Chino Moreno has a lot on his musical plate—and Coachella attendees will get to enjoy the intriguing work of one of the Deftones front man’s side projects, Crosses (†††), on Friday, April 11 and 18.
The Deftones busted out of the Sacramento music scene in the 1990s and were soon opening for prominent and established metal acts such as KISS and Ozzy Osbourne. The band also shared the stage with groups like Korn and Limp Bizkit, which went on to become their contemporaries. However, the Deftones captivated audiences in ways that Korn and Limp Bizkit never could, and were by no means a band that would be categorized as “nu-metal.” Not only could Chino Moreno scream a brutal assault of lyrics; he had a melodic voice and a fantastic stage presence. In fact, some have called him one of the best metal frontmen of all time.
Crosses is nothing like the Deftones (nor is it anything like Moreno’s alt-rock side project, Team Sleep). Crosses takes listeners on melodic, dark and hypnotic musical journeys, with a little electronica thrown into the mix. In Crosses, Moreno teams up with guitarist Shaun Lopez—who Moreno has known since childhood—as well as producer Chuck Doom. The band put out its first EP in 2011, and followed that up with another EP in 2012.
During a recent phone interview from Austin, where Crosses were slated to perform at SXSW, Moreno explained how Crosses came together.
“Shaun and I came up together early on in the Sacramento music scene,” Moreno said. “He was in a band called Far, and with me being in the Deftones, we played a lot of shows together early on. A few years ago, I ended up moving a couple of blocks away from him in Los Angeles, and he had a little studio in his pad, and I’d always cruise over to see what he was working on. One particular time, he was there working on stuff with Chuck (Doom), which turned into the Crosses stuff. I liked what I heard, and I was like, ‘Yo, let me get up on this.’ One song led to two, and then three and four.”
The first two EPs were offered to fans for free and promoted via social media. The experiment ended up being well-received, and led to a full-length, self-titled release in February. It reached No. 26 on the Billboard 200 chart.
Moreno cited a number of musical influences.
“The first time I heard Kraftwerk when I was a kid, that was something that really caught my attention more than anything. It sounded very futuristic at the time,” he said. “Around the time I was in the fifth-grade, I discovered Depeche Mode, and for me, that really changed the course of my taste in music. To me, that music had a lot of the low-fi electronics that the early rap music had. It had a really cool, sort-of dark melody that flowed throughout it. To me, that was the ultimate music.”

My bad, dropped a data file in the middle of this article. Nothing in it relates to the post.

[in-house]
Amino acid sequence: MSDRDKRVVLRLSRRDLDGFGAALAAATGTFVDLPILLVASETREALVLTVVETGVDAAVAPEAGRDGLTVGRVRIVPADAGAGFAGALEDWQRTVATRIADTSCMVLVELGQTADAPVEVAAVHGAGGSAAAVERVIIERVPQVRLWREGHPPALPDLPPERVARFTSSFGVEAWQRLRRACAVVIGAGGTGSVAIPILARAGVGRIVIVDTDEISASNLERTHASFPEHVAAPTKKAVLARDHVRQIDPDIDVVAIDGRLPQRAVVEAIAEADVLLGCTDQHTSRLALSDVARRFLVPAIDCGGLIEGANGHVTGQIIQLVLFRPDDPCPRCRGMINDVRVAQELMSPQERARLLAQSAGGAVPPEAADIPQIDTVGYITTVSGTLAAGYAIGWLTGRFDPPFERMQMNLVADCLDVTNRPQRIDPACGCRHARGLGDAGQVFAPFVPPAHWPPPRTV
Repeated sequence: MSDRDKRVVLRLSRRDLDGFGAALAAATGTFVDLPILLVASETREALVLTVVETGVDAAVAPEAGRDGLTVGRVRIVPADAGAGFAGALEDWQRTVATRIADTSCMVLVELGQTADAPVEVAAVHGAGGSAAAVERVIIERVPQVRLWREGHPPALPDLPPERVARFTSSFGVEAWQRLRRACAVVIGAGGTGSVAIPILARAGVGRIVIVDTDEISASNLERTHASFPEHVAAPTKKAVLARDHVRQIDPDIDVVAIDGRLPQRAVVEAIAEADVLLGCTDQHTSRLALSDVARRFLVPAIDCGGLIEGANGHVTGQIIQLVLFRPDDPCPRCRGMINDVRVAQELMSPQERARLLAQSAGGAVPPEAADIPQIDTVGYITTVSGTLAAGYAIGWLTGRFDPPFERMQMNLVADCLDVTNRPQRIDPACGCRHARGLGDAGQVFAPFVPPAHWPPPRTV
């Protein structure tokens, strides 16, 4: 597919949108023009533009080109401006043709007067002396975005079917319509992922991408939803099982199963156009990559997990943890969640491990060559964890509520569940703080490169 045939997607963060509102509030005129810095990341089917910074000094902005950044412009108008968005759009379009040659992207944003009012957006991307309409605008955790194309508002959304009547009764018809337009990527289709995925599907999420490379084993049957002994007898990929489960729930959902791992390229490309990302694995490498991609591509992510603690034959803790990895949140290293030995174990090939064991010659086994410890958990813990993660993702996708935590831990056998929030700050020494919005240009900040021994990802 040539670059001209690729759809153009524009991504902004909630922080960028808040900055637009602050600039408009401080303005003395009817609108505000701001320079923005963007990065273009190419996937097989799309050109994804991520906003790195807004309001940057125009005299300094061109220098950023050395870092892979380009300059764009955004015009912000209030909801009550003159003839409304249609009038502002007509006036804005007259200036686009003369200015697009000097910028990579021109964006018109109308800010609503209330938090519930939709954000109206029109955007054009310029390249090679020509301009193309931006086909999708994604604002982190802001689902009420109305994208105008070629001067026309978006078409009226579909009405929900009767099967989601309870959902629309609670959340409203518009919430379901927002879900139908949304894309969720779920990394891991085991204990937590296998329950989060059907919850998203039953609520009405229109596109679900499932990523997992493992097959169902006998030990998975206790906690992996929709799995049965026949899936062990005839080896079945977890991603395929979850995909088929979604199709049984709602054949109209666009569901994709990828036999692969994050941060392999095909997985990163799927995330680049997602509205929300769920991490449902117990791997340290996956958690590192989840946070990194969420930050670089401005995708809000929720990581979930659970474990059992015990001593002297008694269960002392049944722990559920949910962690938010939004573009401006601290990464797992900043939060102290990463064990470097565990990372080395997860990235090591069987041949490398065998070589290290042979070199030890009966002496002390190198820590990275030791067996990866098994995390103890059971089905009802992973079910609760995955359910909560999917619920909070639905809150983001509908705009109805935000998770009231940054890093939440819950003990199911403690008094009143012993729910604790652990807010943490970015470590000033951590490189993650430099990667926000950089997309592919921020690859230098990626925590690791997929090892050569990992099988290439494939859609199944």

Moreno has said that his lyrics don’t necessarily address specific topics.
“At times, (the lyrics are) dark and desolate—but they’re also warm in places, too,” he said. “… I’m never trying to sell anything or any ideas. With whatever music it is … the music is presented to me, and what you get on there is my reaction to it.”
Moreno stressed that he doesn’t engage in side projects because he feels limited by the Deftones.
“Any of the side projects I do, I don’t do them because I feel like there’s something I can’t do,” he said. “It’s honestly just me working with different people. When you work with different people and do things in different ways, you actually learn from those experiences. I never had any sort of vocal training or music schooling, so playing with different people and playing in different projects has been how I’ve learned—and now, I continue to learn.”
Tragedy struck the Deftones in 2008, when bassist Chi Cheng was injured in a car accident that left him incapacitated up until his death in April 2013. Deftones fans contributed money to go toward Cheng’s health-care costs throughout, and the Deftones proceeded in the hopes that Cheng would perhaps one day recover and return to the band. Moreno said that in the end, the tragedy brought the band even closer together.
“I think it’s as simple as enjoying the people you’re around,” he said. “I’m lucky enough with the guys in the Deftones that we grew up together as kids, and we started in the garage in 1988 when we were 15 or 16 years old. There’s a bond there, and we actually still enjoy making music with each other. I’m most proud of that, and I know most people don’t have that. Chi’s passing was one thing that brought us closer together.”
He said he feels similarly close to his Crosses bandmates.
“I think that natural aspect of it keeps it inspiring,” Moreno said. “It’s not something that’s preconceived. This is what we do. We’re hanging out, and let’s make some tunes.”